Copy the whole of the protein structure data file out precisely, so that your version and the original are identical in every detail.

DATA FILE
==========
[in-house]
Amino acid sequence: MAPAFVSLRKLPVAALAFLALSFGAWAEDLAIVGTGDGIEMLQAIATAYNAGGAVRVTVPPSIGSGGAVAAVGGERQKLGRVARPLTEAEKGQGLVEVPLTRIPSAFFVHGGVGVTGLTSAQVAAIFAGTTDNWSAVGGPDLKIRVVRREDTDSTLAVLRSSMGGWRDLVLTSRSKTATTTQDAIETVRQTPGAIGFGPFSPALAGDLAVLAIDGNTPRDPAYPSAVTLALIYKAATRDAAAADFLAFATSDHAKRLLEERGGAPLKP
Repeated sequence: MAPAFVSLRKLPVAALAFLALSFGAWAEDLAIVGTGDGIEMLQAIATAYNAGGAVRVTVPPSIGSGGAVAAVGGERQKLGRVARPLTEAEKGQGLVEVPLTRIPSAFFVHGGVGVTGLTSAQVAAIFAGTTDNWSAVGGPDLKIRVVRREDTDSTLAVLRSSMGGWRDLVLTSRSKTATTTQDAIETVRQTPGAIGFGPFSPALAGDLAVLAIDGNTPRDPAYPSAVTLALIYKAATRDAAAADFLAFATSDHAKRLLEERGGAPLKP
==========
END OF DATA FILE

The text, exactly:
[in-house]
Amino acid sequence: MAPAFVSLRKLPVAALAFLALSFGAWAEDLAIVGTGDGIEMLQAIATAYNAGGAVRVTVPPSIGSGGAVAAVGGERQKLGRVARPLTEAEKGQGLVEVPLTRIPSAFFVHGGVGVTGLTSAQVAAIFAGTTDNWSAVGGPDLKIRVVRREDTDSTLAVLRSSMGGWRDLVLTSRSKTATTTQDAIETVRQTPGAIGFGPFSPALAGDLAVLAIDGNTPRDPAYPSAVTLALIYKAATRDAAAADFLAFATSDHAKRLLEERGGAPLKP
Repeated sequence: MAPAFVSLRKLPVAALAFLALSFGAWAEDLAIVGTGDGIEMLQAIATAYNAGGAVRVTVPPSIGSGGAVAAVGGERQKLGRVARPLTEAEKGQGLVEVPLTRIPSAFFVHGGVGVTGLTSAQVAAIFAGTTDNWSAVGGPDLKIRVVRREDTDSTLAVLRSSMGGWRDLVLTSRSKTATTTQDAIETVRQTPGAIGFGPFSPALAGDLAVLAIDGNTPRDPAYPSAVTLALIYKAATRDAAAADFLAFATSDHAKRLLEERGGAPLKP